Target (NYSE:TGT) is taking aim at millennials with new online and mobile marketing programs and a college registry for students heading off to campus.
The registry launched in early June as a beta test, just in time for graduation. College-bound students can register for everything they'll need for the dorm or new apartment.
It also invites friends and family to sign up for Target's subscription service that delivers a steady stream of everyday essentials to the student's door. Target essentials launched in fall 2013 and was expanded in April to include cleaning supplies, household goods, pet products and health and beauty aids.
The retailer is wrapping up the new registry in a targeted program designed to appeal to younger shoppers. In-store kiosks used for registries are being replaced with iPads connected to Target.com and scanning guns are being replaced with iPod Touches, according to USA Today.
It's all part of an effort to make Target more appealing to millennials, a group the retailer has been unsuccessful in winning over.
Target is beta testing a new feature in 41 stores that lets shoppers build shopping lists and then locates each item within the store. There's also a new ship-from-store initiative to help streamline deliveries and boost omnichannel efforts.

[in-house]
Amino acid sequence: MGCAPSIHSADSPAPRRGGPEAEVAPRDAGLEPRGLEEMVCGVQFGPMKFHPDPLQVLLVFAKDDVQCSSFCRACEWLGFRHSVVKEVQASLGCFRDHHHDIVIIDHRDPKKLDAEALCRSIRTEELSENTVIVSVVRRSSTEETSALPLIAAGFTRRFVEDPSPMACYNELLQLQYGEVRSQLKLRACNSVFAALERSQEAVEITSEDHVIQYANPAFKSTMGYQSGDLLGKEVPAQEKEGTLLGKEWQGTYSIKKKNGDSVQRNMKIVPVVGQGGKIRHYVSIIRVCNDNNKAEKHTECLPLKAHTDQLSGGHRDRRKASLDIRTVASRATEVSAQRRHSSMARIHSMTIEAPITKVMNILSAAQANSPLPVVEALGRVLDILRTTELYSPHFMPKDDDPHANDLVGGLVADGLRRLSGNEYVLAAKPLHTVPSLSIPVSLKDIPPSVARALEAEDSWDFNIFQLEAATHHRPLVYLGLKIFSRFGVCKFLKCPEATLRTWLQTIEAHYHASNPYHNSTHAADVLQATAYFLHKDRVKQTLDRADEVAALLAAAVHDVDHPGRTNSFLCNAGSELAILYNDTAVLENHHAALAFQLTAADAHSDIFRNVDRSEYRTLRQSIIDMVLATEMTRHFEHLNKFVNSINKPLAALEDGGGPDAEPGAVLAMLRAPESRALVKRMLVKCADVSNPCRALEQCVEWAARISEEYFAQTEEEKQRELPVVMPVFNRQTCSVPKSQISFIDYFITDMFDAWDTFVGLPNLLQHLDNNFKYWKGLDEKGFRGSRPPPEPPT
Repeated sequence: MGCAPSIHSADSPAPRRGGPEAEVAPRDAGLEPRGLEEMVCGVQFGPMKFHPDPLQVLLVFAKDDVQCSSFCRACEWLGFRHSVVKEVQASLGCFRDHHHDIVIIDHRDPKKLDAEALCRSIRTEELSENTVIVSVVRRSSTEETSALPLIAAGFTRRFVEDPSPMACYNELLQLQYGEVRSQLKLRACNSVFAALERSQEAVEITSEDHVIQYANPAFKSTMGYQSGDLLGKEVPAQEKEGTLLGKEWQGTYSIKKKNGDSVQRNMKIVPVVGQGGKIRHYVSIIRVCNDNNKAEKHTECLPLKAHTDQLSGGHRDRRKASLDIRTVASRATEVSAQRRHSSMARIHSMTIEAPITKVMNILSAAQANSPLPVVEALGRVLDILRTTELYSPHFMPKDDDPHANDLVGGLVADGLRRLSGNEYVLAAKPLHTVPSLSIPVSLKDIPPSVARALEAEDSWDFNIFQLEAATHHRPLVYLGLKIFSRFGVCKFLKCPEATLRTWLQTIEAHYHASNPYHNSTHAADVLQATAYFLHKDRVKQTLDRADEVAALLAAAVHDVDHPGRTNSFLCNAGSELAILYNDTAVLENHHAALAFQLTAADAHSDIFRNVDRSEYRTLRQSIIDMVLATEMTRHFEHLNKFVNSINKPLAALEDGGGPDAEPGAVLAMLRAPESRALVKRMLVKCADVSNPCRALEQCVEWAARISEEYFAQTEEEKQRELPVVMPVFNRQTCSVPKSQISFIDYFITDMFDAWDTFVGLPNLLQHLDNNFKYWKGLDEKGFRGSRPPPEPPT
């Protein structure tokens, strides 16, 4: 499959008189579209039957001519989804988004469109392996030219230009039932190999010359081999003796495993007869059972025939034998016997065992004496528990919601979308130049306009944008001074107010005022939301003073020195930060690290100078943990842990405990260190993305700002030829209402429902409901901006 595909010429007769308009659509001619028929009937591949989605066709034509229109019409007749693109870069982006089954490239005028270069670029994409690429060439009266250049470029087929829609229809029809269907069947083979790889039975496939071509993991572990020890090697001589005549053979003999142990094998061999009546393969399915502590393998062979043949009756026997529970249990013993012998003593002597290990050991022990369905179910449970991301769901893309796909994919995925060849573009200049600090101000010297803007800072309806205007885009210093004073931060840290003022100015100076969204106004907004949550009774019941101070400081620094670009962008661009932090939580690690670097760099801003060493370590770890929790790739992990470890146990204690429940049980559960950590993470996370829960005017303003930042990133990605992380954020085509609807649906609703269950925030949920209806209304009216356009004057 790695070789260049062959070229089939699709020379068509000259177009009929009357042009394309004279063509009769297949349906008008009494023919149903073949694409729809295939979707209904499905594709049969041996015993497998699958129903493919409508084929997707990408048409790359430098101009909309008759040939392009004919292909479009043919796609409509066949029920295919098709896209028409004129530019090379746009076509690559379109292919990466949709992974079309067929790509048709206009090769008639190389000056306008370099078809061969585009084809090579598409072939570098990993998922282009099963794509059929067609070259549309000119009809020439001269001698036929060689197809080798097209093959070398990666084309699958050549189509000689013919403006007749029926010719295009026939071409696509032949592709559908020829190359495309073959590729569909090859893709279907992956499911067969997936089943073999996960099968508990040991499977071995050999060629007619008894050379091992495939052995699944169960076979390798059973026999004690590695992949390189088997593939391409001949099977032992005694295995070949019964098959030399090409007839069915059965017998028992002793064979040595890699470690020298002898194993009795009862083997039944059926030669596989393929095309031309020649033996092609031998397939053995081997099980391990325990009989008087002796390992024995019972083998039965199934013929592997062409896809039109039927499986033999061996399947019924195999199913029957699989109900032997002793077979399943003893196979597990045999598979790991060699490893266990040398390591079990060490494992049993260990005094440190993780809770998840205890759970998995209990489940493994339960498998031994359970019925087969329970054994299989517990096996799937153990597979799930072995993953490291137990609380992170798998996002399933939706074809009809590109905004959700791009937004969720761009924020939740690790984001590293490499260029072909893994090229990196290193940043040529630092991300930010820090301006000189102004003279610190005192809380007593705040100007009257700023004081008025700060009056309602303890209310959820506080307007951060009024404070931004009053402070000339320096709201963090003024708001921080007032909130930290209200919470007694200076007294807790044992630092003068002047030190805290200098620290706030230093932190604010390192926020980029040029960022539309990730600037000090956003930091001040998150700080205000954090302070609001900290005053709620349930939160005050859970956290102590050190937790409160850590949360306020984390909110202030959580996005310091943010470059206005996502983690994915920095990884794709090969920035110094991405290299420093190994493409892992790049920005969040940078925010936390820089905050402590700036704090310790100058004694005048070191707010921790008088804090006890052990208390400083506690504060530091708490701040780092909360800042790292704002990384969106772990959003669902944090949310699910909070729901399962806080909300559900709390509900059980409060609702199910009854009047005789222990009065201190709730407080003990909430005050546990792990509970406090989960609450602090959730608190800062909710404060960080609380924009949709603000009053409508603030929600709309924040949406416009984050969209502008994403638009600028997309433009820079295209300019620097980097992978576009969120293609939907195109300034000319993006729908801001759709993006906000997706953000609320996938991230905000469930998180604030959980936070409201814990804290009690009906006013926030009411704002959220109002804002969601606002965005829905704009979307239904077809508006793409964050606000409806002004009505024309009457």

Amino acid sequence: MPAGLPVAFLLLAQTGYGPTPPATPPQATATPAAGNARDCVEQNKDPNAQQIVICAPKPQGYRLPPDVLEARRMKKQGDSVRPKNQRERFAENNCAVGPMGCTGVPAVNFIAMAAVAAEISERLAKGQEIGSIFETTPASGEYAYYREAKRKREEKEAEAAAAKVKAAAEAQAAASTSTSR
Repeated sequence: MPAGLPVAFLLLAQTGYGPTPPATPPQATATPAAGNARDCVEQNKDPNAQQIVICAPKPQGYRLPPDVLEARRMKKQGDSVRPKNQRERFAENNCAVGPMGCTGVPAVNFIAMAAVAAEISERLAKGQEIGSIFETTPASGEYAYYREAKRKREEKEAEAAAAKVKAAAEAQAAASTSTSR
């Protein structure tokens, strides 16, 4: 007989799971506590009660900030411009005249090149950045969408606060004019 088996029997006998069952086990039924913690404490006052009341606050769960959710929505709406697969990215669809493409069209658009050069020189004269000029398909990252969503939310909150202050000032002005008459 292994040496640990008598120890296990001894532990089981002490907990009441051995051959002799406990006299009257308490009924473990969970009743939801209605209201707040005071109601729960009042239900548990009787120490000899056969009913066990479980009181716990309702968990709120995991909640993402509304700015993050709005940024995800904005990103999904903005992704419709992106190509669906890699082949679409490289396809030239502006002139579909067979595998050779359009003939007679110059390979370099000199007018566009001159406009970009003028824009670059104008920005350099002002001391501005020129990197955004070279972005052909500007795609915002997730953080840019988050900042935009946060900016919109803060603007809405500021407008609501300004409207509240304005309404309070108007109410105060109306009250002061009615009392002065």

There will also be more personalized product recommendations via a new personalization platform that has been in the works for the past nine months, according to the report.
There's a very real need for Target to improve its online program, once operated by Amazon and now a cluttered and static experience. But where Target lags behind in Web operations, it excels in mobile— nearly two-thirds of its online traffic comes from mobile.
Target's mobile coupon-clipping app, Cartwheel, leads all other major retailers in terms of time shoppers spend browsing and buying on mobile apps, according to comScore. The amount of time shoppers spent browsing and shopping Target via mobile devices rose 251 percent in March compared to a year earlier.
"Mobile is becoming a front door with Target," Casey Carl, Target's president of omnichannel strategy and experiences told USA Today. "That's really where we're going."
There is seismic change at Target today. The retailer has cleaned house following a disastrous data breach that compromised the personal and credit information of more than 70 million shoppers and a fumbled market entry into Canada. CEO Gregg Steinhafel stepped down, as did the head of Canadian operations.
Target's annual shareholder meeting will be held Wednesday, June 11 in Dallas, far away from the retailer's Minneapolis home. Calls have come for the company to move faster and build out online, mobile and omnichannel programs.
-See this USA Today story
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